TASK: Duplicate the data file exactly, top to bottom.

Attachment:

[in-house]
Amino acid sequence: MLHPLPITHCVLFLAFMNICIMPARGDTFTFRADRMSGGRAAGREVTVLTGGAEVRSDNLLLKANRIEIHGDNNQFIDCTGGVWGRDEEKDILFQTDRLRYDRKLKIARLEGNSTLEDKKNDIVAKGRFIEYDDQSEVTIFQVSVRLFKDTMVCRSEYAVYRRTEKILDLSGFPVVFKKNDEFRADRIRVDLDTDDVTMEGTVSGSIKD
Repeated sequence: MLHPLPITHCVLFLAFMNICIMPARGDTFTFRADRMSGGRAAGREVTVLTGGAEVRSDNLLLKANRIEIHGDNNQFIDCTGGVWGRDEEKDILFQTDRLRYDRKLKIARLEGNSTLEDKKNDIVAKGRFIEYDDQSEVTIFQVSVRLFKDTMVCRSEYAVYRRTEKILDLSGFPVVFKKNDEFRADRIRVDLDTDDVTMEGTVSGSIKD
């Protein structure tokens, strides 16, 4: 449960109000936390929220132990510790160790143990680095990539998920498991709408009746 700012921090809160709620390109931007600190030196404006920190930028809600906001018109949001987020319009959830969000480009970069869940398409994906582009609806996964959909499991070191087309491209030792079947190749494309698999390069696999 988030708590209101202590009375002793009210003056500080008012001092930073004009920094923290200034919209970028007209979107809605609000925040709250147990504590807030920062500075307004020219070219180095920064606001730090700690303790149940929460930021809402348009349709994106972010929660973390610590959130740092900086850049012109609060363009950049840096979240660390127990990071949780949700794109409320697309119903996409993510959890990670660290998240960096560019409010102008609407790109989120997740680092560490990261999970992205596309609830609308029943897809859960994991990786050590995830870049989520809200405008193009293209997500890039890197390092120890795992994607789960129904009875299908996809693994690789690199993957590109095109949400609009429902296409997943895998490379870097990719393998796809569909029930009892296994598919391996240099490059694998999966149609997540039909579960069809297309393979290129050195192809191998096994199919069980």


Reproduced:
[in-house]
Amino acid sequence: MLHPLPITHCVLFLAFMNICIMPARGDTFTFRADRMSGGRAAGREVTVLTGGAEVRSDNLLLKANRIEIHGDNNQFIDCTGGVWGRDEEKDILFQTDRLRYDRKLKIARLEGNSTLEDKKNDIVAKGRFIEYDDQSEVTIFQVSVRLFKDTMVCRSEYAVYRRTEKILDLSGFPVVFKKNDEFRADRIRVDLDTDDVTMEGTVSGSIKD
Repeated sequence: MLHPLPITHCVLFLAFMNICIMPARGDTFTFRADRMSGGRAAGREVTVLTGGAEVRSDNLLLKANRIEIHGDNNQFIDCTGGVWGRDEEKDILFQTDRLRYDRKLKIARLEGNSTLEDKKNDIVAKGRFIEYDDQSEVTIFQVSVRLFKDTMVCRSEYAVYRRTEKILDLSGFPVVFKKNDEFRADRIRVDLDTDDVTMEGTVSGSIKD
């Protein structure tokens, strides 16, 4: 449960109000936390929220132990510790160790143990680095990539998920498991709408009746 700012921090809160709620390109931007600190030196404006920190930028809600906001018109949001987020319009959830969000480009970069869940398409994906582009609806996964959909499991070191087309491209030792079947190749494309698999390069696999 988030708590209101202590009375002793009210003056500080008012001092930073004009920094923290200034919209970028007209979107809605609000925040709250147990504590807030920062500075307004020219070219180095920064606001730090700690303790149940929460930021809402348009349709994106972010929660973390610590959130740092900086850049012109609060363009950049840096979240660390127990990071949780949700794109409320697309119903996409993510959890990670660290998240960096560019409010102008609407790109989120997740680092560490990261999970992205596309609830609308029943897809859960994991990786050590995830870049989520809200405008193009293209997500890039890197390092120890795992994607789960129904009875299908996809693994690789690199993957590109095109949400609009429902296409997943895998490379870097990719393998796809569909029930009892296994598919391996240099490059694998999966149609997540039909579960069809297309393979290129050195192809191998096994199919069980």